• Code algorithm is defined as modifications made to an algorithm that directly impact or contribute to the device’s intended use. For instance, this applies to changes to a detection module or alarm algorithms. In this regard, the authority states that a complete rewrite of the function would require an additional assessment to evaluate the actual impact it will cause and most probably would require a new 510(k) to be submitted by the medical device manufacture. 
  • Clarification of Requirements – No Change to Functionality stands for changes made to clarify software requirements after a product has received premarket clearance. In most cases, such software changes do not require a new 510(k) to be submitted. 
  • Cosmetic Changes – No Change to Functionality refers to changes made to the appearance of the device that do not impact the clinical use of the device. This covers various changes (even significant ones) intended solely to modify the visual appearance of the software (e.g., adding a new logo). 
  • Reengineering and refactoring. The first is defined as an examination and alteration of software to reconstitute it in a new form and includes the subsequent implementation of the new form. According to the guidance, this could take place when it is necessary to replace outdated software. The second term refers to a disciplined technique for restricting a software program’s internal structure without changing its clinical performance specification. Usually, it could be performed in order to improve the internal structure of the software. Under the general rule, the determination of whether a new 510(k) submission is required should be based on an assessment of the potential impact such changes would cause to the safety and effectiveness of the software in question. So, if changes include significant modifications to the software, they will be more likely to require a new 510(k) submission. It is also stated that reengineering is usually associated with more significant changes than refactoring.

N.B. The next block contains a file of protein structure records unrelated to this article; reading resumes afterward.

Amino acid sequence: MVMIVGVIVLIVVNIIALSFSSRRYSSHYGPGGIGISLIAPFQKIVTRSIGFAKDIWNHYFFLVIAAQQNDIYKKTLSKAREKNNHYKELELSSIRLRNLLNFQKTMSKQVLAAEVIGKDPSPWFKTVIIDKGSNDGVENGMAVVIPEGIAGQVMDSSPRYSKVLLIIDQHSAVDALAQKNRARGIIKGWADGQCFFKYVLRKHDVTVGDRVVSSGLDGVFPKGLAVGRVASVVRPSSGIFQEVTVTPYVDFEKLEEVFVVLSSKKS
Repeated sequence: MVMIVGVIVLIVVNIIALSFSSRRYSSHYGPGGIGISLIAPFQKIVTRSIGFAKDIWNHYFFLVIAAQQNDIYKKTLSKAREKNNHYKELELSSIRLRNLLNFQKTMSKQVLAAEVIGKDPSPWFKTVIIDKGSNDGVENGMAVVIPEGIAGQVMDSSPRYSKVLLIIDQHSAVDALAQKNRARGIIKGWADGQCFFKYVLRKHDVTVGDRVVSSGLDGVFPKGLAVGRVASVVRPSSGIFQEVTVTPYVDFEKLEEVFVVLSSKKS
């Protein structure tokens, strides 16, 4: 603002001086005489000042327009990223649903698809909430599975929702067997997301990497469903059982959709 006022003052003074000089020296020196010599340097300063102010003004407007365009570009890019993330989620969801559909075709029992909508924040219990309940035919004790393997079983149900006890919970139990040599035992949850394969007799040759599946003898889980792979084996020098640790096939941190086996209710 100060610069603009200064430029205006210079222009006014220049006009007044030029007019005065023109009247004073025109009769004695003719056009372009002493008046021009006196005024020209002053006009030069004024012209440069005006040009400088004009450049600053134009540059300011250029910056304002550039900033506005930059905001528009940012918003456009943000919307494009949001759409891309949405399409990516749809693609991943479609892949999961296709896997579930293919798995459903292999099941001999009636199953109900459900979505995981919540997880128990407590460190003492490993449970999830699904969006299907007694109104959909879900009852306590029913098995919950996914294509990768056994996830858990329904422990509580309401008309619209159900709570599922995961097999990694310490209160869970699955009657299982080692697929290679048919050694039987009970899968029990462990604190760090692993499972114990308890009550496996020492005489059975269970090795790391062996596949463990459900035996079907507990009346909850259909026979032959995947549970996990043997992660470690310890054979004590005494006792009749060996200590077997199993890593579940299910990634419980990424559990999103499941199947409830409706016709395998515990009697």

Software Modification Examples 

Apart from general information about types of software changes, the FDA guidance also provides examples of software modifications and describes how they should be treated under the current regulatory framework. The Agency additionally emphasizes that the examples provided are generalized and do not take into account all specific aspects that could be important and should be considered by the medical device manufacturer (software developer) when determining whether the particular software changes to an existing medical device require a new 510(k) submission. 

In summary, the present FDA guidance describes in detail the approach to be applied with regard to software changes and regulatory requirements associated thereto. According to the recommendations provided in the guidance, irrespectively of the nature of the changes, the decision of the manufacturer on whether to submit a new 510(k) or not should be based on a rigorous assessment of the impact the software changes in question would cause to the safety and performance of the software. Additionally, the manufacturer shall evaluate the significance of such changes in order to determine the possibility of unplanned impact the changes could cause on the normal operations of the product.